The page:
Wednesday, August 15, 2012

Review: Hemlock, Kathleen Peacock

Mackenzie and Amy were best friends.

Since then, Mac's life has been turned upside down. She is being haunted by Amy in her dreams, and an extremist group called the Trackers has come to Mac's hometown of Hemlock to hunt down Amy's killer:

A white werewolf.

Lupine syndrome--also known as the werewolf virus--is on the rise across the country. Many of the infected try to hide their symptoms, but bloodlust is not easy to control.

Wanting desperately to put an end to her nightmares, Mac decides to investigate Amy's murder herself. She discovers secrets lurking in the shadows of Hemlock, secrets about Amy's boy-friend, Jason, her good pal Kyle, and especially her late best friend. Mac is thrown into a maelstrom of violence and betrayal that puts her life   at risk. Goodreads   

This book left me with mixed feelings. It is a new and interesting take on the werewolf theme, a little darker and more frightening than most of what I've read. Some of the decisions Mac has to make are really tough, and the right answer is hardly ever clear. I found myself wrapped up in several scenes, wondering what was going to happen next. Dream-Amy is super creepy, and the ending pretty much guarantees that readers will come back to see what happens next.

But I had several problems with the story line. I really didn't get how Mac-who is now trying to solve a murder the police couldn't figure out-seemed to know absolutely nothing about her supposed three best friends, even though they'd been together for years. Not surprisingly, she knew even less about the other people in her town. And then there is the love triangle. Yes, it is cliche, and no, that doesn't automatically make it bad. What makes it bad is that Mac continually points out that it is cliche and stupid. In my opinion, common plot lines exist because they work, we readers like them. But the author's job is to put their own twist, some angle of uniqueness on it, not point out that they are copying what millions of books and movies have done before them. *done with rant* While thinking about this review, I also noticed several holes in the plot. They didn't immediately jump out at me while I was reading, but they are definitely there. In the end, it was a good book that could have been great with a little more effort.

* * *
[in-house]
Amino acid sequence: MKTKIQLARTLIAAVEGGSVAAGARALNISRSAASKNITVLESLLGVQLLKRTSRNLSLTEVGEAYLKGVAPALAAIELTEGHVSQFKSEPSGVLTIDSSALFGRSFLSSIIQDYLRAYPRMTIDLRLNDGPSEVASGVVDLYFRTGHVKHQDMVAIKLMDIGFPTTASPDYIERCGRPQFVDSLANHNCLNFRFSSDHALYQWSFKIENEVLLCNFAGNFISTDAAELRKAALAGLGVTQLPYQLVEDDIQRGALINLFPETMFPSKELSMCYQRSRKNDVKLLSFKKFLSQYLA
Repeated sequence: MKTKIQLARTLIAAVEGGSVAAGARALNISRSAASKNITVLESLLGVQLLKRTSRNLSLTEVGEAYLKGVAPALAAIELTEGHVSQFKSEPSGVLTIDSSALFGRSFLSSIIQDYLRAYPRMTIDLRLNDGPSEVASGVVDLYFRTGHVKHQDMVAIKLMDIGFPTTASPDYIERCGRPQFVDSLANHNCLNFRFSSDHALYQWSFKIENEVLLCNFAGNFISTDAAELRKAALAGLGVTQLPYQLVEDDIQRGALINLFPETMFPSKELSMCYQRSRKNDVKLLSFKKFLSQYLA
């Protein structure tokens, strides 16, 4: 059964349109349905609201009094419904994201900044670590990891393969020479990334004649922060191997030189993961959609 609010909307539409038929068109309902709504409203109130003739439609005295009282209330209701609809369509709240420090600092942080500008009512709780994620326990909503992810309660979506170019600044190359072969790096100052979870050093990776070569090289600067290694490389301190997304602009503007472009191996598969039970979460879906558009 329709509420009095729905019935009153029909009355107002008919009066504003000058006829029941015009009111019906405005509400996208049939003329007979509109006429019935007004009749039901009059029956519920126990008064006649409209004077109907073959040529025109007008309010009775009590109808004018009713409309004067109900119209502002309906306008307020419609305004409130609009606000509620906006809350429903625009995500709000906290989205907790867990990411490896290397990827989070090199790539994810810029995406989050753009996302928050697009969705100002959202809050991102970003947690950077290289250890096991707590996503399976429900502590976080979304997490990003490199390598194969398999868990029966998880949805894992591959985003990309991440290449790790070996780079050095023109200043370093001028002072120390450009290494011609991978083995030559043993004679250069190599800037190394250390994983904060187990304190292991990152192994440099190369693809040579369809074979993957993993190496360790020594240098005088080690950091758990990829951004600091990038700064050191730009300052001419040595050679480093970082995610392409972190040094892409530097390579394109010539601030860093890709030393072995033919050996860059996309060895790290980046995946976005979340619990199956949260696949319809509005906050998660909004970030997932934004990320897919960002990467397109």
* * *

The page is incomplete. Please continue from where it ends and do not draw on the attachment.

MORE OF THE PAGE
Rating 3/5 stars

YA notes: Mild language, mild suggestive content. 

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